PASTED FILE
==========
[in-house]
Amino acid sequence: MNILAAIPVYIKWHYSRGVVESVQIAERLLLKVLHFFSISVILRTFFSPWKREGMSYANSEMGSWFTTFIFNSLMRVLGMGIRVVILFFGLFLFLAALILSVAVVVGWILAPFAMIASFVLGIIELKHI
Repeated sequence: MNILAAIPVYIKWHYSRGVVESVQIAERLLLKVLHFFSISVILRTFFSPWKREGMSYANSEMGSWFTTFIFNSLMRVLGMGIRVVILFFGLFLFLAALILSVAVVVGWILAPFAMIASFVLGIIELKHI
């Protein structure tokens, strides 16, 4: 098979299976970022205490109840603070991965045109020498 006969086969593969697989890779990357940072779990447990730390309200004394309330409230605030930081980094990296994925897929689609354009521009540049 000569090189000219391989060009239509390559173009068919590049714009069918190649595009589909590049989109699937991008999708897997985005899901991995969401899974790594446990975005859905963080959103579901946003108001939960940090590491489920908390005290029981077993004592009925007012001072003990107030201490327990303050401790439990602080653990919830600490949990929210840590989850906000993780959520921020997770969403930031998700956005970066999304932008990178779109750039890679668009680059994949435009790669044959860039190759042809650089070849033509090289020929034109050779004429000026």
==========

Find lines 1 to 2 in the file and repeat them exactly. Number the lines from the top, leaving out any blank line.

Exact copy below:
[in-house]
Amino acid sequence: MNILAAIPVYIKWHYSRGVVESVQIAERLLLKVLHFFSISVILRTFFSPWKREGMSYANSEMGSWFTTFIFNSLMRVLGMGIRVVILFFGLFLFLAALILSVAVVVGWILAPFAMIASFVLGIIELKHI